Ask Brianna: How can I lessen financial pain of moving?
Q: I’m moving out of state, and I’m afraid the process will be really expensive. How can I move cheaply while making sure my stuff arrives intact?
A: You’ve come to the right place: My dad has been in the moving industry for 47 years. I know when you need a hand truck instead of a dolly, and that among a mover’s greatest frustrations is that every customer underestimates how much stuff he or she has.
Paying for a move can be harder than packing and hauling your stuff. Hiring professionals is a good idea if you have a lot of furniture or fragile items. But a one-bedroom professional move from Chicago to Boston with no packing services could cost between $2,177 and $2,923, according to Moving.com. If you don’t have that much saved, you might be tempted to put the bill on a credit card, but interest charges would make it even more burdensome.
There are ways to cut that cost or avoid it altogether. Pack a rental van if you’re comfortable driving it or have a friend who is, and if you’ll have help carrying the big stuff. Or limit yourself to what fits in your car and accumulate Craigslist furniture once you arrive.
Here’s how to move without going broke:
Time it right
If you use a professional moving service, avoid the popular summer months and the last weekend of each month, when prices often are higher. Compare at least three estimates from local, reputable movers, says Scott Michael, president and CEO of the American Moving and Storage Association.
If you’re moving across state lines, for example, look up companies using the Federal Motor Carrier Safety Administration’s Protect Your Move search tool. You can view whether the company is registered with the Department of Transportation and insured, and you can see if it has a history of consumer complaints.
Be wary of lowball offers, Michael says, which could lure you into a bait-and-switch with an unscrupulous company and end up costing you more.
Ask the companies whether you’ll pay less if you shift your dates. A company may charge less on certain days or weeks based on its workload, Michael says.
Lighten the load
The cost of long-distance moves usually depends on the weight of the shipment and the number of miles to the destination, Michael says. Even if you move a short distance or without professional help, downsizing makes the move less pricey. (With a moving man for a dad, I’ve become ruthless at regularly culling my clothes and knickknacks, always ready for the next move.)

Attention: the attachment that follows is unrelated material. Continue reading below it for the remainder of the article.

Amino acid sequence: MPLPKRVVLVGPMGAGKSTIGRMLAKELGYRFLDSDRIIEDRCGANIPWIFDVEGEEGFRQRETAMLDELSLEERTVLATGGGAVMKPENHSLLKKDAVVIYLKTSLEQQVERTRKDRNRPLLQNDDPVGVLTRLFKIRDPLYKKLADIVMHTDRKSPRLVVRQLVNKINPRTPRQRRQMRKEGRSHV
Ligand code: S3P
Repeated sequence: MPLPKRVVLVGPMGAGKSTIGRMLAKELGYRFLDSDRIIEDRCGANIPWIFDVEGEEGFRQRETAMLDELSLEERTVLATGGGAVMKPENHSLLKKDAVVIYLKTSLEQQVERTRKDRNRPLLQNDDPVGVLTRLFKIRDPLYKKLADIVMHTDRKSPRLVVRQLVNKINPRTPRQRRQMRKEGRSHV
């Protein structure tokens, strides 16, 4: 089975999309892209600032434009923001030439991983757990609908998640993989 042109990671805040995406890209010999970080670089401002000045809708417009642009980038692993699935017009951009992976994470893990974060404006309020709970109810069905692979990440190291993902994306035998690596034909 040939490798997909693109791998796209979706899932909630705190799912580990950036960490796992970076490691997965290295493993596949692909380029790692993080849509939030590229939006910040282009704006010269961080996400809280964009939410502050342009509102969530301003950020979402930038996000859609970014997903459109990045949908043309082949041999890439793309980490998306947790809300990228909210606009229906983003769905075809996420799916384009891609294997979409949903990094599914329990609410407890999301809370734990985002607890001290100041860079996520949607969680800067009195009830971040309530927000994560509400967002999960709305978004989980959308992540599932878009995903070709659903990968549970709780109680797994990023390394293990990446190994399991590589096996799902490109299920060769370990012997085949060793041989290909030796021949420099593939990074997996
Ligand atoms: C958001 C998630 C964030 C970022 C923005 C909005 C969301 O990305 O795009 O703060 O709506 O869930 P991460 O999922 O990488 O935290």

Lina Rosenberg, 25, has moved across states three times in the past two years, largely by driving herself in her car and choosing partially furnished apartments. She says it’s smart to donate excess clothing, store out-of-season clothes at a friend’s home for pickup later and leave bulky furniture behind. But don’t get rid of kitchen items, she says. They don’t take up much packing space, and they can be costly to replace.
Pack and ship cheaply
Packing your own items will save you money whether or not you hire movers. You don’t need to buy boxes. Rosenberg suggests reusing boxes from liquor stores: They’re sturdy and small, which means you can’t make them too heavy to carry.
For items that can’t fit in your car, consider Amtrak or Greyhound. They offer shipping services that can be cheaper than package delivery companies or the Postal Service. Rosenberg once shipped a bicycle by train using Amtrak Express Shipping. (You’ll have to drop off your boxes at an Amtrak station, then pick them up at your destination.) Compare quotes using your individual shipping load and timeline.
Take the tax deduction
Moving for a new full-time job may mean gaining access to a generous, slightly under-the-radar perk: a tax deduction for moving expenses. You can lower your taxable income by the amount it costs to move your stuff, your car and yourself to your new home.
But you have to meet some specific requirements to get the deduction. Your new job must be at least 50 miles farther from your previous home than your old job was. The expenses must take place within a year of starting work in your new location. And you can’t take the deduction if your employer reimburses you for moving expenses. When you meet those criteria, the stress of uprooting your world might be happily overshadowed by the money you save.
“Ask Brianna” is a column from NerdWallet for 20-somethings or anyone else starting out. I’m here to help you manage your money, find a job and pay off student loans — all the real-world stuff no one taught us how to do in college. Send your questions about postgrad life to firstname.lastname@example.org.
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